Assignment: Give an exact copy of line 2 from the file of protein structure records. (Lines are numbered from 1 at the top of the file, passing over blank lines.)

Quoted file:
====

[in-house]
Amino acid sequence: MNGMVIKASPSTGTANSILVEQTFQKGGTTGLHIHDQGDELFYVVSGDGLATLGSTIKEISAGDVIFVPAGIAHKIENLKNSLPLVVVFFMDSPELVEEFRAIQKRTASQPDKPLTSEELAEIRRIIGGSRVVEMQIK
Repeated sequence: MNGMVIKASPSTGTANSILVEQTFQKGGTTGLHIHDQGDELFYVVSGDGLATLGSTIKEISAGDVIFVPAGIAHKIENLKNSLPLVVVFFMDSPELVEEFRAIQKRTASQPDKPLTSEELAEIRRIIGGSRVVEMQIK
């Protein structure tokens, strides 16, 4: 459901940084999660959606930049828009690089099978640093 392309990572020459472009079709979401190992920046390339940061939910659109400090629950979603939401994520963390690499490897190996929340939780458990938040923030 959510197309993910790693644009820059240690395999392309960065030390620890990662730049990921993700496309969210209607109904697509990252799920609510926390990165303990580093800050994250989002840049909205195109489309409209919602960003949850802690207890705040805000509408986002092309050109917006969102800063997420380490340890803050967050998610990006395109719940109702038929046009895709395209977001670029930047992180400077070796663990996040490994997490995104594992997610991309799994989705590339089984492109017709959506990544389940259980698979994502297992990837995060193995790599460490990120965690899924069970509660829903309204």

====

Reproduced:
Amino acid sequence: MNGMVIKASPSTGTANSILVEQTFQKGGTTGLHIHDQGDELFYVVSGDGLATLGSTIKEISAGDVIFVPAGIAHKIENLKNSLPLVVVFFMDSPELVEEFRAIQKRTASQPDKPLTSEELAEIRRIIGGSRVVEMQIK